It is well-suited to offsite production where curing and other processes are easier to control. This, in turn, further improves strength-to-weight performance and ensures higher durability. When produced in the backyards of masons’ houses, ferrocement components offer a secondary source of income – more equitably distributed – with minimal capital outlay.

Another way to reduce waste is to use materials in their lowest possible energy state – which is to say one should minimize processing and transportation. Raw materials are much cheaper than, and often work just as well as, highly processed stuff. For example, level slabs of unpolished granite can be had for a fraction of the cost of polished granite tile. Granite slabs are stronger than tile and can serve as floor and sub-structure at the same time. 

Similarly, a small diameter de-barked tree trunk is much cheaper than, and offers as good or better strength than, a square post sawed from a larger trunk. 

All things being equal, the less we handle any material, the cheaper it will be for us and for the environment.


“Hut in Petite Ferme” (Auroville, 1990) was the first in a life-long quest for building systems that deliver a great deal with very little. Built from coconut thatch, thin casuarina trunks (debarked but unseasoned), coconut rope, and rough-hewn granite, it involved merely the dry assembly of lightly processed and unprocessed materials. The modesty of upfront capital investment did entail greater spending on periodic maintenance since elements like rope and thatch wear out more easily than more solid materials – a necessary and even welcome trade-off for people who have no access to credit but who, through work, can accumulate enough savings to manage small repairs over time.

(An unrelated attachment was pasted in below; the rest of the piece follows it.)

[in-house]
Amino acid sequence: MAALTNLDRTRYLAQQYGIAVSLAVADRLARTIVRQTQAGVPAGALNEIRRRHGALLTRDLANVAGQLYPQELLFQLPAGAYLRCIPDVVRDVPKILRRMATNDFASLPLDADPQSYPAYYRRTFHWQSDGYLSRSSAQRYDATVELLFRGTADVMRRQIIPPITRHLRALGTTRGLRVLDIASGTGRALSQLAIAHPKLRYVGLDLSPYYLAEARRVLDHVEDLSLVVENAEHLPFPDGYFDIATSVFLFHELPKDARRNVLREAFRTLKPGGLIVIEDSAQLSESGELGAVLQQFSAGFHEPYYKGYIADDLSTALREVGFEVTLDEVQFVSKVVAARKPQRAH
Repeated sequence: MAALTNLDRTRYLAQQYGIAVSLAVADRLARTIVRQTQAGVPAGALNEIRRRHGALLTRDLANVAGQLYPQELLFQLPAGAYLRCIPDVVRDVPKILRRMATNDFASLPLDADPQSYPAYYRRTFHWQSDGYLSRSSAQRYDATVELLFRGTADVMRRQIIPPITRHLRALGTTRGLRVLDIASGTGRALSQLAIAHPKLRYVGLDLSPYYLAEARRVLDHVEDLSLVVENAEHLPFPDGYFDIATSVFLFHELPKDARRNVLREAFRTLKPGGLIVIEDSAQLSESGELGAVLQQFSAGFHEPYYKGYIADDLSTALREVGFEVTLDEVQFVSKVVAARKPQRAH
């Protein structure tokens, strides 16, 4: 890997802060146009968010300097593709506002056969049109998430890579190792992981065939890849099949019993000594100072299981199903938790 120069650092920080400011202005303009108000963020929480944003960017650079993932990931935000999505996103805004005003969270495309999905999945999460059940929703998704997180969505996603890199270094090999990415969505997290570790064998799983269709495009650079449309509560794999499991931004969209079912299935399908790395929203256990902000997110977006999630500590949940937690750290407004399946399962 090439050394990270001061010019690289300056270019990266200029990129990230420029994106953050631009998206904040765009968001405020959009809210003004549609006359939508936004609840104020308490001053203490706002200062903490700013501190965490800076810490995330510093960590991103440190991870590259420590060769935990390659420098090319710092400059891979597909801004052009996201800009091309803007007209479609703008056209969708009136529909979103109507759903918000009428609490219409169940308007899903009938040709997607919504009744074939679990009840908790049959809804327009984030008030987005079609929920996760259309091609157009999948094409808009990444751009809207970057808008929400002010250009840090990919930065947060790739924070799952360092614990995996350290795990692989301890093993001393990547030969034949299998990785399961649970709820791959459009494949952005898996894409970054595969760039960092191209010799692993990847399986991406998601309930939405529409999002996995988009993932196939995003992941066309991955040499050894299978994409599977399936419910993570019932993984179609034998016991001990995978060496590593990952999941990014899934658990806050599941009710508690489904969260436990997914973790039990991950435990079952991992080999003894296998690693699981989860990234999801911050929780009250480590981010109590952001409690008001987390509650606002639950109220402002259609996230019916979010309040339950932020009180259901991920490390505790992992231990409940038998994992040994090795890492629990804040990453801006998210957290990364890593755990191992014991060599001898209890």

Photo by © Andreas Deffner.

7. Trash Is Unimagined Treasure

Resource wastage in modern economies is a crisis that offers a substantial opportunity for re-thinking both how we design and how we use and maintain our buildings. 

Old books and newspapers, glass bottles, and car tyres are examples of unconventional materials that can occasionally be repurposed as building materials or even formwork. 

Another common example of resource wastage is dishwater or bathwater. If we think of it as “dirty” then we treat it as waste. If we think of it as a fluid that (with a little treatment) helps plants grow, then we end up with a functional grey water system that saves money in the long run.